Too many alerts and too little staff leave security pros swimming in threat intel and begging for automation.
Ninety-eight percent of IT security pros find incident response to be a challenge and 71% say it's grown more difficult over the past two years, according to a new survey by Enterprise Strategy Group, sponsored by Hexadite.
"It's a combination of several different factors, but the main problem is the inability to investigate every alert," says Hexadite’s vice president of marketing Nathan Burke. "The increasing volume of attacks and subsequent alerts simply make it impossible to hire the problem away. It's just not mathematically possible for companies to hire a large enough staff to investigate tens of thousands of alerts per month, nor would it make sense."
Ninety-one percent of respondents say their incident response efficiency is limited by the time and effort spent on manual processes. Survey respondents, thus, have big plans to increase the use of orchestration and automation for incident response: 97% have either automated/orchestrated some of their IR already, or will do so within the next 18 months. Only one-third of survey respondents consider their automation projects "mature," though.
"Prioritizing threats is just making a conscious decision about what to ignore, and there's no good way to decide what really is low fidelity versus something that should be looked at," Burke says. "The holy grail is the ability to investigate everything without prioritization, and that can only be accomplished through automation."
Organizations are using or considering automation to collect security data, to reduce errors, to automate runbooks/workbooks, to improve triage, or to increase the number of alerts that can be investigated, the survey found.
Forty-six percent of respondents say they can't keep up with the volume of threat intelligence data.
"This may be due to an increase in the amount of threat intelligence they consume/share or problems associated with normalizing this threat intelligence into a useable format," the report stated.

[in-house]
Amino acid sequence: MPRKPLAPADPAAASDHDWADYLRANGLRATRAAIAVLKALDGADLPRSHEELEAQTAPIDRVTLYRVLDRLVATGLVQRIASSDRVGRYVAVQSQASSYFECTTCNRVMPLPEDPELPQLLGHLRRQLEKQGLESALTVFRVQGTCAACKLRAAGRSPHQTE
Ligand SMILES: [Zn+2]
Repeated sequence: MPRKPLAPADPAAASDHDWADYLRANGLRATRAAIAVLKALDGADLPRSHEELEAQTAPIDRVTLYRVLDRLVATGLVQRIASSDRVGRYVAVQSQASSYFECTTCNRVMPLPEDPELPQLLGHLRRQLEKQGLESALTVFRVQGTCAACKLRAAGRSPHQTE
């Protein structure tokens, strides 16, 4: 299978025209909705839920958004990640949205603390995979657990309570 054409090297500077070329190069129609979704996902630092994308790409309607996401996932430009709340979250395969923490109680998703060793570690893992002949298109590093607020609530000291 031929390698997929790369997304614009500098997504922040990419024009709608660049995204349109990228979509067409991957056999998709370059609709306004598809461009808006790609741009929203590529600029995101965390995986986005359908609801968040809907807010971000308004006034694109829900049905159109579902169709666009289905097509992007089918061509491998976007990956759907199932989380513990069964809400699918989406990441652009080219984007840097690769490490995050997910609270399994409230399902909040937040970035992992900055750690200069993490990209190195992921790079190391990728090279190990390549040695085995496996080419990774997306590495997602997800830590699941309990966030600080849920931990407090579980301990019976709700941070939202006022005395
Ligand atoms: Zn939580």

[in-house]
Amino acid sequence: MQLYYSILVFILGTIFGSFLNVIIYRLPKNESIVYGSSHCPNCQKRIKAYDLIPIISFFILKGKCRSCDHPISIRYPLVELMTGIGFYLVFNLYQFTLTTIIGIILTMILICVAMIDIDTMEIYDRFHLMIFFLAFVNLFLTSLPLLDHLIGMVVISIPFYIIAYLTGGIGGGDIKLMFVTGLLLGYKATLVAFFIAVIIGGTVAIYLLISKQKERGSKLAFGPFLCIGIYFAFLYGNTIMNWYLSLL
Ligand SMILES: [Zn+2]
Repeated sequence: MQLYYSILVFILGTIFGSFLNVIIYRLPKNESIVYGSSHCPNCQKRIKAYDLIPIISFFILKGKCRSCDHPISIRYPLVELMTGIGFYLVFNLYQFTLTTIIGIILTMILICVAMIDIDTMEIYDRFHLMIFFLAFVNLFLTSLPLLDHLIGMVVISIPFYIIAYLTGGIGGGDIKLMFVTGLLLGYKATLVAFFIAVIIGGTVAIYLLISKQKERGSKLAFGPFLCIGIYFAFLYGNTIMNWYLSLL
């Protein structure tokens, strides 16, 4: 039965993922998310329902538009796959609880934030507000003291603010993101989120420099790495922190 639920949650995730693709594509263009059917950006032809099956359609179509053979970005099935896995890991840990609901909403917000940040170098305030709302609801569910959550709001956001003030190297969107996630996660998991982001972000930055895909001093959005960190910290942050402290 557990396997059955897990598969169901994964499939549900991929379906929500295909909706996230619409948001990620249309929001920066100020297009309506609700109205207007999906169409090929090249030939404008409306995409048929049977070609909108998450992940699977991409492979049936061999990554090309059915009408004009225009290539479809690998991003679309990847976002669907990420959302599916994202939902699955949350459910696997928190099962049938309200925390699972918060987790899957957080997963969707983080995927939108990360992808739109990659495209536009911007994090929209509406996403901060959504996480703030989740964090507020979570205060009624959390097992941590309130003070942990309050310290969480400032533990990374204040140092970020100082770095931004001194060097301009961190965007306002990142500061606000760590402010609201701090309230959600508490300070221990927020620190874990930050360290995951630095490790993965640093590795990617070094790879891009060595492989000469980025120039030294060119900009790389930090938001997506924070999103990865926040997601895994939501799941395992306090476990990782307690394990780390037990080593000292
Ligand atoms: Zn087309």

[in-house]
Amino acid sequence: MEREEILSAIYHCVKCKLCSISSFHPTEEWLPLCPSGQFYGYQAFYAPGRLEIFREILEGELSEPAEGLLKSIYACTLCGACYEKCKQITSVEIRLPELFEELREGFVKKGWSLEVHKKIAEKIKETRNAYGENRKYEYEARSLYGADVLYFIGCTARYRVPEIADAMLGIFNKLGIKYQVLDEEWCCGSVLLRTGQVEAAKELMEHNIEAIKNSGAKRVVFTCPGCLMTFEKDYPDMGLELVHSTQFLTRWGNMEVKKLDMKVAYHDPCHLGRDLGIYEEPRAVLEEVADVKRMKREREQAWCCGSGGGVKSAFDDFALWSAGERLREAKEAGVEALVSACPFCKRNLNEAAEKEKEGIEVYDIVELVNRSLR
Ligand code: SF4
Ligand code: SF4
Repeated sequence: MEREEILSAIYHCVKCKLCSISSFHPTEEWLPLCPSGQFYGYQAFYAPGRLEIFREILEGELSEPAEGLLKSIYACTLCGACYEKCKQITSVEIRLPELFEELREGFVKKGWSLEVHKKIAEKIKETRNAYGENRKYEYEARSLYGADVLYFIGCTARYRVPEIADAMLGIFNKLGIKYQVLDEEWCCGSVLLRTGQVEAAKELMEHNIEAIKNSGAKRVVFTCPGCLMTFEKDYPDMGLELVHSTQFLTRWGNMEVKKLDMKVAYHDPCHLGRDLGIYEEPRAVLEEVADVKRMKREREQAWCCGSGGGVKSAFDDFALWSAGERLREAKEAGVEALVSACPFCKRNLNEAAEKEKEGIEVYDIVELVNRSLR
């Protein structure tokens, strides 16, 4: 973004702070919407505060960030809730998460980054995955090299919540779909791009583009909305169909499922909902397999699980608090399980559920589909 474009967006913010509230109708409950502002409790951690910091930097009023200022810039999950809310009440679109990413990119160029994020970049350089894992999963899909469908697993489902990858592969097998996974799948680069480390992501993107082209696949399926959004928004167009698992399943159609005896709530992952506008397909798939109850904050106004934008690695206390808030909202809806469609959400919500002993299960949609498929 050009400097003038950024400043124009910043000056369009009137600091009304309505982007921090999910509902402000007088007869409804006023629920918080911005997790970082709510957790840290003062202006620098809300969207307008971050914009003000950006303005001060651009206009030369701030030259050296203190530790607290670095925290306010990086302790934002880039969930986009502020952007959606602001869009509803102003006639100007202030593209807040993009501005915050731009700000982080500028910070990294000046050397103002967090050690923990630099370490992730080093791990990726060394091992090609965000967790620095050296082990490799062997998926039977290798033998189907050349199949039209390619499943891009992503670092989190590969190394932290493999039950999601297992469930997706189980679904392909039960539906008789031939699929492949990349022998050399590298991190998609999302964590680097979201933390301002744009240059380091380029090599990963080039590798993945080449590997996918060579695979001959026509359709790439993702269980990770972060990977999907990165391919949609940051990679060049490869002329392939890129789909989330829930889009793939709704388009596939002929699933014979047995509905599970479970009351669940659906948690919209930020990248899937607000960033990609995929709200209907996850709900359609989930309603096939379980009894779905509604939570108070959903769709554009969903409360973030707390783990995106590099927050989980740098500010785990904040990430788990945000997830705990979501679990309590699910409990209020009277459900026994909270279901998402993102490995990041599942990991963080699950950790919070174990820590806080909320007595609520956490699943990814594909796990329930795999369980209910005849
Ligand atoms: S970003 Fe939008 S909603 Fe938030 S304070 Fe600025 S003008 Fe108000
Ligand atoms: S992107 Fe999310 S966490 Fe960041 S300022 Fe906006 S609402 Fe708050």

Although 38% reported an increase in the number of hours devoted to incident response, that extra time was spent having to process much more information. Forty-two percent report an increase in the volume of IR data collected, 39% an increase in the volume of security alerts, and 38% an increase in the number of threat detection tools used.
So is the problem one of too many tools, over-sensitive tools sending up false positives, unskilled humans who don't know what to do with all those tools -- or some combination of the above?
"It's hard to fault detection tools for creating false positives ... they need to be overly sensitive and throw flags for every potential threat," says Burke. "However, when companies lack the capacity to follow up, they often tune the detection systems to match their capacity, and that's a recipe for disaster."
Respondents also reported other factors that drove changes in their IR operations in recent years, including: new IR related to new IT initiatives like IoT (44%); additional IR collaboration between security and IT ops (40%); and increase in staff training needed for IR (38%). Forty-seven percent say they struggle with "monitoring end-to-end IR processes."
The report says that "could be due to a number of factors, including a lack of visibility across technology domains, poor data sharing practices between the IR and IT operations team, or a shortage of skills in areas like cybersecurity analytics and forensic investigations."
Ninety-one percent of respondents also plan to increase their IR spending, and 91% plan to increase their IR staff.
"In a way, this is all good news," says Burke. "People recognize the problem, and they’re taking the necessary steps to address it."
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